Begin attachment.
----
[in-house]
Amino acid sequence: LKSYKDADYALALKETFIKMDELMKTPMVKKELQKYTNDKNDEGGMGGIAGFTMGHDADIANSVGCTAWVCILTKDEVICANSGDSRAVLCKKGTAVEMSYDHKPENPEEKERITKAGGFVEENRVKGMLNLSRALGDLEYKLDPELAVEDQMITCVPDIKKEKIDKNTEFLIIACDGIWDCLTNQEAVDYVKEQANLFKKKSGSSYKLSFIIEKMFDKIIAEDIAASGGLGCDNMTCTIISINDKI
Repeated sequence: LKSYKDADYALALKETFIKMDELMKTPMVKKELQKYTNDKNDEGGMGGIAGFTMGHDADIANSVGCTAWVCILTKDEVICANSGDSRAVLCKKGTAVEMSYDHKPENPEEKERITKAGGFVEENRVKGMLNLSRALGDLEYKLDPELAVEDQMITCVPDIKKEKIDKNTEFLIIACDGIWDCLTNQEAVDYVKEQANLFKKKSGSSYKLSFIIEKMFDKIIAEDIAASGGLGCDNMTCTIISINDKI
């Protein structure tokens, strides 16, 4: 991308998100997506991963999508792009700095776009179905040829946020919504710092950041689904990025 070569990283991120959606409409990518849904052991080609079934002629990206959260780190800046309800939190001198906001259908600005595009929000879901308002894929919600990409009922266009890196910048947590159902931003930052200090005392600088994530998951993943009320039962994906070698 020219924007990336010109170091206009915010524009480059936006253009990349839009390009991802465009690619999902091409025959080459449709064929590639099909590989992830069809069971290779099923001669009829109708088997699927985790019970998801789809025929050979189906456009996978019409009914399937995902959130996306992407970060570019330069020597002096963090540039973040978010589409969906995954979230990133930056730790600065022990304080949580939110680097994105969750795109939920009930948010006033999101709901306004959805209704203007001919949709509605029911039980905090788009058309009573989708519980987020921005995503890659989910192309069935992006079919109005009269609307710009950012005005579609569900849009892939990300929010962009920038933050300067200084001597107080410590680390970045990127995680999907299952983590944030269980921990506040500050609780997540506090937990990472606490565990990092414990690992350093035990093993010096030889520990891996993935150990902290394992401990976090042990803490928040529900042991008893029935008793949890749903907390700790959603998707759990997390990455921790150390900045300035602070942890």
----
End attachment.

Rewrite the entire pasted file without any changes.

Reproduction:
[in-house]
Amino acid sequence: LKSYKDADYALALKETFIKMDELMKTPMVKKELQKYTNDKNDEGGMGGIAGFTMGHDADIANSVGCTAWVCILTKDEVICANSGDSRAVLCKKGTAVEMSYDHKPENPEEKERITKAGGFVEENRVKGMLNLSRALGDLEYKLDPELAVEDQMITCVPDIKKEKIDKNTEFLIIACDGIWDCLTNQEAVDYVKEQANLFKKKSGSSYKLSFIIEKMFDKIIAEDIAASGGLGCDNMTCTIISINDKI
Repeated sequence: LKSYKDADYALALKETFIKMDELMKTPMVKKELQKYTNDKNDEGGMGGIAGFTMGHDADIANSVGCTAWVCILTKDEVICANSGDSRAVLCKKGTAVEMSYDHKPENPEEKERITKAGGFVEENRVKGMLNLSRALGDLEYKLDPELAVEDQMITCVPDIKKEKIDKNTEFLIIACDGIWDCLTNQEAVDYVKEQANLFKKKSGSSYKLSFIIEKMFDKIIAEDIAASGGLGCDNMTCTIISINDKI
């Protein structure tokens, strides 16, 4: 991308998100997506991963999508792009700095776009179905040829946020919504710092950041689904990025 070569990283991120959606409409990518849904052991080609079934002629990206959260780190800046309800939190001198906001259908600005595009929000879901308002894929919600990409009922266009890196910048947590159902931003930052200090005392600088994530998951993943009320039962994906070698 020219924007990336010109170091206009915010524009480059936006253009990349839009390009991802465009690619999902091409025959080459449709064929590639099909590989992830069809069971290779099923001669009829109708088997699927985790019970998801789809025929050979189906456009996978019409009914399937995902959130996306992407970060570019330069020597002096963090540039973040978010589409969906995954979230990133930056730790600065022990304080949580939110680097994105969750795109939920009930948010006033999101709901306004959805209704203007001919949709509605029911039980905090788009058309009573989708519980987020921005995503890659989910192309069935992006079919109005009269609307710009950012005005579609569900849009892939990300929010962009920038933050300067200084001597107080410590680390970045990127995680999907299952983590944030269980921990506040500050609780997540506090937990990472606490565990990092414990690992350093035990093993010096030889520990891996993935150990902290394992401990976090042990803490928040529900042991008893029935008793949890749903907390700790959603998707759990997390990455921790150390900045300035602070942890």